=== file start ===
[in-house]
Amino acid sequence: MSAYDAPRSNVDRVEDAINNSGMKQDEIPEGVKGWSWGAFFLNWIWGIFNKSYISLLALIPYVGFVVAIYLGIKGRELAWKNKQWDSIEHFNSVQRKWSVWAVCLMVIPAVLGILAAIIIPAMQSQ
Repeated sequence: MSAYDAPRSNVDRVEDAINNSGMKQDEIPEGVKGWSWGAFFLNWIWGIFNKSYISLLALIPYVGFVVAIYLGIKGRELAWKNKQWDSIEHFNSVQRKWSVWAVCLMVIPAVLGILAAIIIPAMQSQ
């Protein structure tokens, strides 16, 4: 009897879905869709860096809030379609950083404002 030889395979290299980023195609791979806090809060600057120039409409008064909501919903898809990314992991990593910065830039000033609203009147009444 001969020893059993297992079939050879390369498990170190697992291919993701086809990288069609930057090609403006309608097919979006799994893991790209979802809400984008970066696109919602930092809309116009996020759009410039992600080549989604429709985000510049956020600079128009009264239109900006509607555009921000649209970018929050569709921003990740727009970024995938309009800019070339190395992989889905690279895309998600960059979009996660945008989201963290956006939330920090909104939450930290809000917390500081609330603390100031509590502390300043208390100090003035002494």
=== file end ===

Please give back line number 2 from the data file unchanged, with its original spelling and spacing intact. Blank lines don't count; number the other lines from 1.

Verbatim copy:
Amino acid sequence: MSAYDAPRSNVDRVEDAINNSGMKQDEIPEGVKGWSWGAFFLNWIWGIFNKSYISLLALIPYVGFVVAIYLGIKGRELAWKNKQWDSIEHFNSVQRKWSVWAVCLMVIPAVLGILAAIIIPAMQSQ